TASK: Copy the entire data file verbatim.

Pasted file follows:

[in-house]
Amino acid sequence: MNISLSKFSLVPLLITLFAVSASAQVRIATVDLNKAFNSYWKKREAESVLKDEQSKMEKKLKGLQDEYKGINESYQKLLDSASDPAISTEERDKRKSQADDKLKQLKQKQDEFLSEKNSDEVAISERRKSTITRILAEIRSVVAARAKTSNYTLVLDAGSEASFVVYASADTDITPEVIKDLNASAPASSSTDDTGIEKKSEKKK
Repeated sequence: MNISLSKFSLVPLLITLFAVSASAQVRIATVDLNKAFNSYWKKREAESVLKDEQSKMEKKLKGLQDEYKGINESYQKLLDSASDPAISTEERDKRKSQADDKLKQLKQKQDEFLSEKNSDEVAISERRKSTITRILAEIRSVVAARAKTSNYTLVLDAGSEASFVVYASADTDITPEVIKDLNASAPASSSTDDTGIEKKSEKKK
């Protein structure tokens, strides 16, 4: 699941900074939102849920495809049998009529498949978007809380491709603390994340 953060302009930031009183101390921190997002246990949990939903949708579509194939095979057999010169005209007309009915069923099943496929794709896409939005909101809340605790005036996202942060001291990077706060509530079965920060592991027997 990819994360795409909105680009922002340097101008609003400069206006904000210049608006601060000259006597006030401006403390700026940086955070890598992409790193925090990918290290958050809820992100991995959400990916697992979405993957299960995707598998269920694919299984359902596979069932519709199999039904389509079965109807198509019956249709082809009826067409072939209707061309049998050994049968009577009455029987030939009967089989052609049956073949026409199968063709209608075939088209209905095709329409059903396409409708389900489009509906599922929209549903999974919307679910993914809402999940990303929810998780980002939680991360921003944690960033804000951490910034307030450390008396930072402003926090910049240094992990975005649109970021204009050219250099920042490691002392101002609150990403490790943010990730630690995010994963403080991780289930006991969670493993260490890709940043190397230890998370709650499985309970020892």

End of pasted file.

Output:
[in-house]
Amino acid sequence: MNISLSKFSLVPLLITLFAVSASAQVRIATVDLNKAFNSYWKKREAESVLKDEQSKMEKKLKGLQDEYKGINESYQKLLDSASDPAISTEERDKRKSQADDKLKQLKQKQDEFLSEKNSDEVAISERRKSTITRILAEIRSVVAARAKTSNYTLVLDAGSEASFVVYASADTDITPEVIKDLNASAPASSSTDDTGIEKKSEKKK
Repeated sequence: MNISLSKFSLVPLLITLFAVSASAQVRIATVDLNKAFNSYWKKREAESVLKDEQSKMEKKLKGLQDEYKGINESYQKLLDSASDPAISTEERDKRKSQADDKLKQLKQKQDEFLSEKNSDEVAISERRKSTITRILAEIRSVVAARAKTSNYTLVLDAGSEASFVVYASADTDITPEVIKDLNASAPASSSTDDTGIEKKSEKKK
């Protein structure tokens, strides 16, 4: 699941900074939102849920495809049998009529498949978007809380491709603390994340 953060302009930031009183101390921190997002246990949990939903949708579509194939095979057999010169005209007309009915069923099943496929794709896409939005909101809340605790005036996202942060001291990077706060509530079965920060592991027997 990819994360795409909105680009922002340097101008609003400069206006904000210049608006601060000259006597006030401006403390700026940086955070890598992409790193925090990918290290958050809820992100991995959400990916697992979405993957299960995707598998269920694919299984359902596979069932519709199999039904389509079965109807198509019956249709082809009826067409072939209707061309049998050994049968009577009455029987030939009967089989052609049956073949026409199968063709209608075939088209209905095709329409059903396409409708389900489009509906599922929209549903999974919307679910993914809402999940990303929810998780980002939680991360921003944690960033804000951490910034307030450390008396930072402003926090910049240094992990975005649109970021204009050219250099920042490691002392101002609150990403490790943010990730630690995010994963403080991780289930006991969670493993260490890709940043190397230890998370709650499985309970020892």